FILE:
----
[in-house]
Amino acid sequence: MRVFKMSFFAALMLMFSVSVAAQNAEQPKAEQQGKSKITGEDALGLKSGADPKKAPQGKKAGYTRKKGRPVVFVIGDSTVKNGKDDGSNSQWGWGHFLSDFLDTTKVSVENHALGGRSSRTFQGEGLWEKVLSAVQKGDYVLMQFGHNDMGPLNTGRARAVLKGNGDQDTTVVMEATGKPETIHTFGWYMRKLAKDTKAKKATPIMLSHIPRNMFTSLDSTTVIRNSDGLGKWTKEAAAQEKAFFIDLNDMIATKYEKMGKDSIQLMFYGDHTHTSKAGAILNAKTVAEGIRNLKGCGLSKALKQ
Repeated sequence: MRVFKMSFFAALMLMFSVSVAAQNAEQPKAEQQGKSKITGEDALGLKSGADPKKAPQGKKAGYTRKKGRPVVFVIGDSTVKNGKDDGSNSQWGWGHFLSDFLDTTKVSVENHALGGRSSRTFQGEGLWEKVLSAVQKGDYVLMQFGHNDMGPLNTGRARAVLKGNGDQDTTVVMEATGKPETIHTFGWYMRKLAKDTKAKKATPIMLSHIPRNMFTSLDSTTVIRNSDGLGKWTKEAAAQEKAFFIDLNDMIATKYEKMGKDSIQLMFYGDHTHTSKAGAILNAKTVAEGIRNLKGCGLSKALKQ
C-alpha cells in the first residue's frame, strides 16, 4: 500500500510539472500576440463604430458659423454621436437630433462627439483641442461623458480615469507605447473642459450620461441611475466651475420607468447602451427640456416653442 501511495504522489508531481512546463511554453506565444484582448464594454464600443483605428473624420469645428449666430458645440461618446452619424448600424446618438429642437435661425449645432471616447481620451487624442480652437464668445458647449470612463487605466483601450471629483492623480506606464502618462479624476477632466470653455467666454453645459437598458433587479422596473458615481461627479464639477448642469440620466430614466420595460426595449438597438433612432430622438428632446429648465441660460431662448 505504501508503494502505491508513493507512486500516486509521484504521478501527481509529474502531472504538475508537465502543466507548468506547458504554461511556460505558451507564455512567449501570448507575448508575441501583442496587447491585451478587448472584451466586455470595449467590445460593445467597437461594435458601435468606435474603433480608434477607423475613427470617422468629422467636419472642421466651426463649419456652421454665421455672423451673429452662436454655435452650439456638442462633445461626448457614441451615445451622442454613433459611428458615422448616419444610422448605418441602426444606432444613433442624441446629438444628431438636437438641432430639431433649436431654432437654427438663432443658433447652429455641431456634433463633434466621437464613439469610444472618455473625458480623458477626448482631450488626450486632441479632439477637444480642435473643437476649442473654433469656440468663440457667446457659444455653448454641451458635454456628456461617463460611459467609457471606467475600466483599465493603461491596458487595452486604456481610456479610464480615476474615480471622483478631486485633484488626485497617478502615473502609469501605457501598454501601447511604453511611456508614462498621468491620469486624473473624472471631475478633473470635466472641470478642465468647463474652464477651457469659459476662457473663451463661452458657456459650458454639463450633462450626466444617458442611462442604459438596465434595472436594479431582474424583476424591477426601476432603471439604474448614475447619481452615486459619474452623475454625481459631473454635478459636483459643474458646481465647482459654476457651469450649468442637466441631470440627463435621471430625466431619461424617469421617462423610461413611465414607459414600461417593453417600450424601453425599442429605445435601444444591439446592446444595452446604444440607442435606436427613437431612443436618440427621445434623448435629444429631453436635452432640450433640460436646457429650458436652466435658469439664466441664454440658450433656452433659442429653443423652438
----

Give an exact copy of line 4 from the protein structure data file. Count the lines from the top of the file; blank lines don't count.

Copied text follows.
C-alpha cells in the first residue's frame, strides 16, 4: 500500500510539472500576440463604430458659423454621436437630433462627439483641442461623458480615469507605447473642459450620461441611475466651475420607468447602451427640456416653442 501511495504522489508531481512546463511554453506565444484582448464594454464600443483605428473624420469645428449666430458645440461618446452619424448600424446618438429642437435661425449645432471616447481620451487624442480652437464668445458647449470612463487605466483601450471629483492623480506606464502618462479624476477632466470653455467666454453645459437598458433587479422596473458615481461627479464639477448642469440620466430614466420595460426595449438597438433612432430622438428632446429648465441660460431662448 505504501508503494502505491508513493507512486500516486509521484504521478501527481509529474502531472504538475508537465502543466507548468506547458504554461511556460505558451507564455512567449501570448507575448508575441501583442496587447491585451478587448472584451466586455470595449467590445460593445467597437461594435458601435468606435474603433480608434477607423475613427470617422468629422467636419472642421466651426463649419456652421454665421455672423451673429452662436454655435452650439456638442462633445461626448457614441451615445451622442454613433459611428458615422448616419444610422448605418441602426444606432444613433442624441446629438444628431438636437438641432430639431433649436431654432437654427438663432443658433447652429455641431456634433463633434466621437464613439469610444472618455473625458480623458477626448482631450488626450486632441479632439477637444480642435473643437476649442473654433469656440468663440457667446457659444455653448454641451458635454456628456461617463460611459467609457471606467475600466483599465493603461491596458487595452486604456481610456479610464480615476474615480471622483478631486485633484488626485497617478502615473502609469501605457501598454501601447511604453511611456508614462498621468491620469486624473473624472471631475478633473470635466472641470478642465468647463474652464477651457469659459476662457473663451463661452458657456459650458454639463450633462450626466444617458442611462442604459438596465434595472436594479431582474424583476424591477426601476432603471439604474448614475447619481452615486459619474452623475454625481459631473454635478459636483459643474458646481465647482459654476457651469450649468442637466441631470440627463435621471430625466431619461424617469421617462423610461413611465414607459414600461417593453417600450424601453425599442429605445435601444444591439446592446444595452446604444440607442435606436427613437431612443436618440427621445434623448435629444429631453436635452432640450433640460436646457429650458436652466435658469439664466441664454440658450433656452433659442429653443423652438